I am knitting slippers for the first time and having a difficult time. My directions say to use double pointed kneedles and do not work in the round. My work is on three double pointed kneedles and I do not know if I am supposed to cut my yarn and work the kneedles back and forth, I don’t know how to keep it together. If someone out there can help I would truly appreciate it. Our knitting group doesn’t get together until Friday and today is Monday. Thanks.
Hi Gloria, welcome!
If you’re using a pattern that’s available free online, it would be helpful if you could post a link. That would make it easier to help you.
Welcome to KH!
As the whole point of DPNs is to work in the round I’m a bit confused. I’d also like to see the pattern instructions.
The book i got pattern from is called Patons. www.patonsyarns.com
The pattern is called textured slippers. Help!
You use dpns but you don’t join in the round…odd. :?? Maybe you’re just supposed to knit like normal…just knit from your last cast on stitch? Hmmm. Yeah, if you could post a link to the pattern you’re knitting, that’d be totally awesome, and hopefully we can help you out some more. Btw, welcome to KH!!
Being this isn’t a free pattern you’ll need to post the portion of the patt that’s confusing you.
Ok, here goes. After I have done all I wind up with 17 sts. Break yarn. Leave sts on needle. With rs of work facing and 1st dpn pick up and knit 16 sts up right side of triange. With 2nd dpn k17 from left hand needle. ?? With 3rd dpn pickup and knit 16 sts down left side of triangle. 49 sts. Turn. Do not join in rnd. Working back and forth across all 3 needles, proceed as follows. The rest I can follow. What do you think?
Was the previous part knit in the round on dpns? Or is this section curved, and therefor you can’t put it on straights? It sounds like you’re supposed to knit as though on straights, but with the stitches broken up on several dpns. I don’t know why, though. Assuming that’s right, I would put the stitches on the 3 dpns, then knit across one with a 4th dpn. When you get to the end of the 1st dpn, take the one that is now empty and use it to knit across the 2nd dpn. Then do the same with the 3rd. Then turn your work around and go back the other way, in the same way. Sounds needlessly confusing to me, though.
Hi, thanks for your help. No the first part was very easy. Done on straight needles. I wound up with a little triangle on one straight needle. 17 sts. The next part of the pattern is what is confusing to me. I never knitted socks or slippers before. None of it makes sense to me. It sounds like I should be straight knitting. But do I keep all attached to one strand of yarn. I do not get it.
I have no clue, sorry. Maybe if I could see the rest of the pattern, I could make sense of it. You can’t really post the whole pattern because of copyright laws, though. Maybe someone else on the board has the book and can help you? Sorry I can’t be more help!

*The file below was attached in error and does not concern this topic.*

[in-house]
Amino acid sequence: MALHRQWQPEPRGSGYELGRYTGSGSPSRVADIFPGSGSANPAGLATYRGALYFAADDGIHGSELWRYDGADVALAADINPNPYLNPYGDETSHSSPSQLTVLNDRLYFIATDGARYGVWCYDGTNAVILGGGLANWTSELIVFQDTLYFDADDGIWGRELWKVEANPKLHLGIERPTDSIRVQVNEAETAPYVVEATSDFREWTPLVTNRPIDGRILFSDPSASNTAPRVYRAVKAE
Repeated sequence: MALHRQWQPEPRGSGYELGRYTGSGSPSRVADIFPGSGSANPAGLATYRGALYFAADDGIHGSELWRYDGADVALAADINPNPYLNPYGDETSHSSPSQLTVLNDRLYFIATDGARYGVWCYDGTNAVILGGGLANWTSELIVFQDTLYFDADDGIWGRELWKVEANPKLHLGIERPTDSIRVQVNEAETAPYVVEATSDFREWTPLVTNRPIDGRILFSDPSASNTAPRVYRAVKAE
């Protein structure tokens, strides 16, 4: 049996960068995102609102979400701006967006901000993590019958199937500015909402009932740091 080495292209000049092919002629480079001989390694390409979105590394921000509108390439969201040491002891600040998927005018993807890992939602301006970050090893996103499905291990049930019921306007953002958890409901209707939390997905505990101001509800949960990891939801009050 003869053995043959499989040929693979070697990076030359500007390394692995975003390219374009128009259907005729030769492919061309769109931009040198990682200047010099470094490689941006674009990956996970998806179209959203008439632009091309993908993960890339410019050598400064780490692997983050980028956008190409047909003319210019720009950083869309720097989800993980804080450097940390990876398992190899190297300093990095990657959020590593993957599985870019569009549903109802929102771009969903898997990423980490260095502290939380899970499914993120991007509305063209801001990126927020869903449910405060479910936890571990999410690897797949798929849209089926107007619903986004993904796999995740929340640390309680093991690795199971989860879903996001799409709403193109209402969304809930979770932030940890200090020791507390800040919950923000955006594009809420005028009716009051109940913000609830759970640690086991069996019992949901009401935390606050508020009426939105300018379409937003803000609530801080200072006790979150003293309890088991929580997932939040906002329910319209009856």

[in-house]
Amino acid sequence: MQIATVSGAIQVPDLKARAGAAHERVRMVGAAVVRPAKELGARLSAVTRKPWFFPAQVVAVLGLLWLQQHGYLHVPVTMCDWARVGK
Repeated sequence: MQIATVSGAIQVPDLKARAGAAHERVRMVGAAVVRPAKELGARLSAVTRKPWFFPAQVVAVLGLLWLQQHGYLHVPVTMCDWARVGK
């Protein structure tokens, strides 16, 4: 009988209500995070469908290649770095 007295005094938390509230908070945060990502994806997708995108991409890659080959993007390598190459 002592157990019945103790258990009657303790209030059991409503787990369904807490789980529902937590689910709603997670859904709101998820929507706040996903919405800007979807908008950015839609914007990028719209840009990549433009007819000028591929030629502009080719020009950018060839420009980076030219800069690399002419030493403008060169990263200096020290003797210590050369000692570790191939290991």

I can’t say I understand all they want you to do, but I would think you treat it as a straight needle, keeping your yarn going without cutting.:shrug:
Yes I agree. Because of the curve maybe, it would get too tight to manuever on straight needles. If you have a circular needle the same size, you might try it. Or it’s on dpns because maybe later you will continue knitting on 1 or 2 of the needles, but not the other. Read ahead in the pattern and maybe it will make more sense.
Welcome to Knitting Help, Gloria! It sounds to me like you are supposed to knit something of a U shape or a horseshoe shape. It might be that you have to increase or decrease in the corners and that’s why they tell you to use the DPNs, to make it easier to keep track of where your increases or decreases are. (I hope it makes sense, I am just throwing out ideas here. :???: )
I’m having a little trouble picturing it, but if I have it right, they are using the dpns to take your flat triangle and make it three-dimensional with one open side. If you’re building off the sides of the triangle you’ve knit, you’ll need the dpns because you can’t bend your straights. I’m going to see if I can find a picture of the pattern and I’ll be back.
My mom has this pattern booklet- I’m going to pick it up from her this afternoon and I’ll try to get on tonight and see if I can help you more.
Here’s a picture of them:
With that seam along the top, it does look possible that you’d knit a 3-sided piece and then sew it up at some point.
Gloria, do you still need help with this? I have the pattern booklet now, so I have a better idea what’s going on. Basically, up to this point you have knit a stockinette triangle. You started at the point (bottom) and you end up at this point with your needle in the live stitches at the top of the (upside down) triangle, opposite from the point where you started. Now you will break your yarn and start over at the point, picking up stitches along the right side of the triangle, then knitting across the live stitches at the top, then picking up stitches along the left side so that you end up back at the point where you started. Then if you pretend that the original triangle is a ‘floor’, you’re going to be knitting 3 walls that go up from the three sides of the triangle floor. But you don’t join the round at the point, you just turn around and knit back the other way. There are ‘corners’ at the points of the triangle, and straight needles can’t bend around corners- hence the need for the dpn’s.
I hope that makes some kind of sense. Sometimes with knitting you just have to follow the directions even though you can’t see where the heck they’re going.